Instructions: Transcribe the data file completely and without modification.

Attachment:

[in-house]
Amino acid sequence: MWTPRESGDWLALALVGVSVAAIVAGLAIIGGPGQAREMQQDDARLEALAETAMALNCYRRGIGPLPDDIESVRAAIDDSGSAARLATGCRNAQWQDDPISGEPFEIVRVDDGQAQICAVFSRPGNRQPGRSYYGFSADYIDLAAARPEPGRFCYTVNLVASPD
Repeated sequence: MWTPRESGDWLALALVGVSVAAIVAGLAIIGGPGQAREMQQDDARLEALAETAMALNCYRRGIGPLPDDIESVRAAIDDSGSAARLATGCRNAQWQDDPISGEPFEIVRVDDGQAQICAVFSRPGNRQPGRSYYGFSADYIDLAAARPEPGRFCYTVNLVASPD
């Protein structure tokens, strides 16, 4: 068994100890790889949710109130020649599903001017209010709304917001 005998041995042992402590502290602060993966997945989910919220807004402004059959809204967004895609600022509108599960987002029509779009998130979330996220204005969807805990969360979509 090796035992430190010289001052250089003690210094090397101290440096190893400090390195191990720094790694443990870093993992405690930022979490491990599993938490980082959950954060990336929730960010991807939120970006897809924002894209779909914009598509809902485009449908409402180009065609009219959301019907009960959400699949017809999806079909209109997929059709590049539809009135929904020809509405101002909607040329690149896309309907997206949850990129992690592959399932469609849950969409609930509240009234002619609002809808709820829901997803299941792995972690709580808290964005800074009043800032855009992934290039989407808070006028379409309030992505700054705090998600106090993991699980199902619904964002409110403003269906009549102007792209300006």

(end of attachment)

[in-house]
Amino acid sequence: MWTPRESGDWLALALVGVSVAAIVAGLAIIGGPGQAREMQQDDARLEALAETAMALNCYRRGIGPLPDDIESVRAAIDDSGSAARLATGCRNAQWQDDPISGEPFEIVRVDDGQAQICAVFSRPGNRQPGRSYYGFSADYIDLAAARPEPGRFCYTVNLVASPD
Repeated sequence: MWTPRESGDWLALALVGVSVAAIVAGLAIIGGPGQAREMQQDDARLEALAETAMALNCYRRGIGPLPDDIESVRAAIDDSGSAARLATGCRNAQWQDDPISGEPFEIVRVDDGQAQICAVFSRPGNRQPGRSYYGFSADYIDLAAARPEPGRFCYTVNLVASPD
């Protein structure tokens, strides 16, 4: 068994100890790889949710109130020649599903001017209010709304917001 005998041995042992402590502290602060993966997945989910919220807004402004059959809204967004895609600022509108599960987002029509779009998130979330996220204005969807805990969360979509 090796035992430190010289001052250089003690210094090397101290440096190893400090390195191990720094790694443990870093993992405690930022979490491990599993938490980082959950954060990336929730960010991807939120970006897809924002894209779909914009598509809902485009449908409402180009065609009219959301019907009960959400699949017809999806079909209109997929059709590049539809009135929904020809509405101002909607040329690149896309309907997206949850990129992690592959399932469609849950969409609930509240009234002619609002809808709820829901997803299941792995972690709580808290964005800074009043800032855009992934290039989407808070006028379409309030992505700054705090998600106090993991699980199902619904964002409110403003269906009549102007792209300006």